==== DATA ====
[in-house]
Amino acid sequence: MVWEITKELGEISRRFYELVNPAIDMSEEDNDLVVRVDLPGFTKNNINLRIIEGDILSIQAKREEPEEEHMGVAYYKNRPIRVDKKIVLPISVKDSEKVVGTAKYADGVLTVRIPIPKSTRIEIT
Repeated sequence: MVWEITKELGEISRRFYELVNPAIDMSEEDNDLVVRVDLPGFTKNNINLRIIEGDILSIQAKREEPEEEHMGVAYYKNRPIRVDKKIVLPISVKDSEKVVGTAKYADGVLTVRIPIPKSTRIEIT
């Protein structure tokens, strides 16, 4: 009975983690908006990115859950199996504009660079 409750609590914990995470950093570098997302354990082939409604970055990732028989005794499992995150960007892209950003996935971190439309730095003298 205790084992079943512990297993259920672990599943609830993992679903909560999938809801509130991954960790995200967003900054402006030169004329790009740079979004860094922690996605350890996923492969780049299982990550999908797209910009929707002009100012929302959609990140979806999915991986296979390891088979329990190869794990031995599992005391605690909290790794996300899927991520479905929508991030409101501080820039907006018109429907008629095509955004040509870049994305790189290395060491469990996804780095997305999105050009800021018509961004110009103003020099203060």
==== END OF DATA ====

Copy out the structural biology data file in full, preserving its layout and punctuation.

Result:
[in-house]
Amino acid sequence: MVWEITKELGEISRRFYELVNPAIDMSEEDNDLVVRVDLPGFTKNNINLRIIEGDILSIQAKREEPEEEHMGVAYYKNRPIRVDKKIVLPISVKDSEKVVGTAKYADGVLTVRIPIPKSTRIEIT
Repeated sequence: MVWEITKELGEISRRFYELVNPAIDMSEEDNDLVVRVDLPGFTKNNINLRIIEGDILSIQAKREEPEEEHMGVAYYKNRPIRVDKKIVLPISVKDSEKVVGTAKYADGVLTVRIPIPKSTRIEIT
């Protein structure tokens, strides 16, 4: 009975983690908006990115859950199996504009660079 409750609590914990995470950093570098997302354990082939409604970055990732028989005794499992995150960007892209950003996935971190439309730095003298 205790084992079943512990297993259920672990599943609830993992679903909560999938809801509130991954960790995200967003900054402006030169004329790009740079979004860094922690996605350890996923492969780049299982990550999908797209910009929707002009100012929302959609990140979806999915991986296979390891088979329990190869794990031995599992005391605690909290790794996300899927991520479905929508991030409101501080820039907006018109429907008629095509955004040509870049994305790189290395060491469990996804780095997305999105050009800021018509961004110009103003020099203060």